Hundred of Residents in the Birmingham Area Dying from Drugs Each Year

Hundred of Residents in the Birmingham Area Dying from Drugs Each Year

The dangers of drug use are unlikely to be met with surprise by anyone. However, drug use is such a widespread problem in the UK, that it’s always worth mentioning and discussing.

Worrying figures show just how dangerous and widespread the problem is in the Birmingham area. There has been a rising number of drug deaths in Birmingham in recent years. This is according to data recently released by the Office for National Statistics.

Between 2016 and 2018, 252 drug-related deaths were recorded – the highest number since records began in 2001. These numbers have risen by a fifth, from 208 deaths between 2013 and 2015 – showing that the numbers are steadily rising.

Of the 252 drug deaths in Birmingham, 206 of them were deemed drug misuse – which means they only relate to illegal drugs. That’s 46 deaths related to drugs that are legally and perhaps easily accessible.

In terms of proportion, Birmingham saw 7.9 deaths per 100,000 people between 2016 and 2018 due to drug poisoning. This is a slightly higher rate than the average across England, which sits at 6.7 deaths per 100,000 people.


Across the country, this rising number of deaths related to drug poisoning has been linked to heroin and morphine. However, there have been significant increases in deaths due to cocaine, ecstasy, and perhaps more surprisingly, prescription drugs and legal highs.

Looking at England and Wales, there was a total of 4,359 drug poisoning deaths just in 2018, an increase from 3,756 in 2017. Two-thirds of these deaths, 2,917 in total were due to illegal drug misuse.

Ben Humberstone, Deputy Director for Health Analysis and Life Events at Office for National Statistics said: “The number of deaths from drug use in 2018 was the highest since our records began in 1993. We have also seen the biggest year-on-year percentage increase.

“Previously, this had been linked to a rise in deaths related to opiates like heroin and morphine, but last year there were also increases in deaths across a wider variety of substances including cocaine and what had been known as ‘legal highs’.”

Big rises in the number of people dying have also been related to ecstasy, which is up 64% to 92 deaths. Cocaine-related deaths have risen by 48% to 637 deaths. Another worrying statistic is that the prescription epilepsy drug Gabapentin has been associated with 93 deaths, a rise of 55%.

While the most common drugs related to deaths were heroin and morphine, it’s hard to ignore the increase that seemingly coincided with the introduction of legal highs to the market.

The number of deaths relating to legal highs has doubled between 2017, at 61 and 2018, at 125 – 60 of which were due to synthetic cannabinoids like “Spice”. The numbers are still significantly lower than with other drugs, but it’s still a worrying trend.


Getting access to treatment for drug addiction

Chief executive for drug and alcohol charity Addaction, Mike Dixon said: “It’s a very tough day for families and those of us who work in drug treatment.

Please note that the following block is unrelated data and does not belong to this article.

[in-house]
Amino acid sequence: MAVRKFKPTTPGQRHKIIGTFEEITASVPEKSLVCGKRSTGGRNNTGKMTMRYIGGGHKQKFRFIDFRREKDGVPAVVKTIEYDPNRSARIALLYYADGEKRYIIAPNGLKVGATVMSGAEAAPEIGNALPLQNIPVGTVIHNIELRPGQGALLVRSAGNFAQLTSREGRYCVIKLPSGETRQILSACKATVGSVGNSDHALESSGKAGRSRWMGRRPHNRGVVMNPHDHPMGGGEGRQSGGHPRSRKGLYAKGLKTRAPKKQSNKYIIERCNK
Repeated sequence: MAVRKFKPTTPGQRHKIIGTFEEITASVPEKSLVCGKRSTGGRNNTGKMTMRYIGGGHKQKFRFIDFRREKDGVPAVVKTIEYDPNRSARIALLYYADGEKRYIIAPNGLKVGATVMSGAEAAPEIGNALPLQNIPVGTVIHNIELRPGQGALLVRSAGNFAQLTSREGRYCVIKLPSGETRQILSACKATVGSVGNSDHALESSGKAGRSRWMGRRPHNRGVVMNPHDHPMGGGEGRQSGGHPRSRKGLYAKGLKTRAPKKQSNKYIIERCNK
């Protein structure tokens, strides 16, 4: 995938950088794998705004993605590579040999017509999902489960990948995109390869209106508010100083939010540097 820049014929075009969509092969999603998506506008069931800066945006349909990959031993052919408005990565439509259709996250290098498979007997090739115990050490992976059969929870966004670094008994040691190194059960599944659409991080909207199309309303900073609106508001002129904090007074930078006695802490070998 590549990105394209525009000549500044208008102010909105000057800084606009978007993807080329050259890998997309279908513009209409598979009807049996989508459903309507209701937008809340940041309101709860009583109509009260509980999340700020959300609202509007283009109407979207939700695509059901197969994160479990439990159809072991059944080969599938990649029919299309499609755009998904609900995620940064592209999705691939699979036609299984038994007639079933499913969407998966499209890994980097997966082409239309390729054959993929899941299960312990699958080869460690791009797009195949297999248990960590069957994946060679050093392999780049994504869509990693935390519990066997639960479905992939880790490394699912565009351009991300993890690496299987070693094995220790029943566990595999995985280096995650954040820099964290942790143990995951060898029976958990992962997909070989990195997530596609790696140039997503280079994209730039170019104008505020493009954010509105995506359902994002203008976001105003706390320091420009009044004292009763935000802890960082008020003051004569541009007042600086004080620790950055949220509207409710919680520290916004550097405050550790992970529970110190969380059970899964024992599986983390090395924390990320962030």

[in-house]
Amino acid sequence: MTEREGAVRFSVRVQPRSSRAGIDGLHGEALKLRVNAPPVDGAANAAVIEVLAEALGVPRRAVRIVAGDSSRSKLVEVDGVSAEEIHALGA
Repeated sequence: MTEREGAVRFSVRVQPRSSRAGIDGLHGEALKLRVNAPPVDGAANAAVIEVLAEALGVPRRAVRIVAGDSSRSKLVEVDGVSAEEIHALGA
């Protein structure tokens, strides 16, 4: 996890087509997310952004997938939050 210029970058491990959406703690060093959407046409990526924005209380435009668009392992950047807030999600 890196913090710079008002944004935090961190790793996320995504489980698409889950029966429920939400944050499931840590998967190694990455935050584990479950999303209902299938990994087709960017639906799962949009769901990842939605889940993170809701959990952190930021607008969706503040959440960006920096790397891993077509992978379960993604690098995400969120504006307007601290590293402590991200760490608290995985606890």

“We knew many of those who died and we remember them. The vast majority of these deaths are preventable. We already know what makes a difference to people who are struggling in the deepest end of life.”

Addaction has been calling for better quality treatment within the community and an investment in outreach services. This would help people in need, with better support and access to medication for opiate users such as the overdose reversal drug Naloxone.

The charity also highlights that more needs to be done to reach cocaine users, many of which don’t put themselves in the category of hitting “rock bottom”. Many people will only seek treatment once they’ve hit “rock bottom”, which cocaine users often don’t see themselves doing. Better information and advice for people who fall through the cracks in this way is a key aim for Addaction.


Drug deaths in the West Midlands area

In the larger West Midlands area, nearly 450 people have died as a result of drug use within the past three years.

Between 2015 and 2017, 469 deaths were recorded due to drug poisoning, this is up by 15% from 409 in 2012 to 2014.

The statistics seem to point to cocaine and fentanyl as the culprits causing the rise in drug-related deaths for drug users. Fentanyl is a powerful opioid drug that is sometimes mixed with heroin which can cause accidental overdoses.

106 deaths were recorded in 2017 as being caused by fentanyl or fentanyl analogues, compared to just 59 in 2016. The number of cocaine deaths also rose from 371 to 432 in the same period.


There is a rising number of drug deaths in Birmingham relating to fentanyl.

As the deaths relating to fentanyl appear to be heroin-related also, Public Health England has issued a warning to drug users and health officials about the contamination of heroin with synthetic opiates like fentanyl.

Carfentanyl is another synthetic opiate that has been highlighted as dangerous and is more potent than fentanyl. This was first mentioned on death certificates in 2017, relating to 27 deaths or 87% of the deaths recorded related to fentanyl analogues in that year.


Do you need help with drug addiction?

If you or someone you care about needs help with their addiction, Rehab Clinics Group is there to help people get their lives back. We run a collection of addiction rehabilitation centres around the UK, helping thousands of drug users each year to overcome their addictions.

We offer treatments ranging from psychological therapies, well-being therapies and social activities that help those going through alcohol or drug addiction.

If you’d like to chat with our admissions team for more information or to set up a consultation, you can contact us on 0800 470 0382 or by texting HELP to 83222.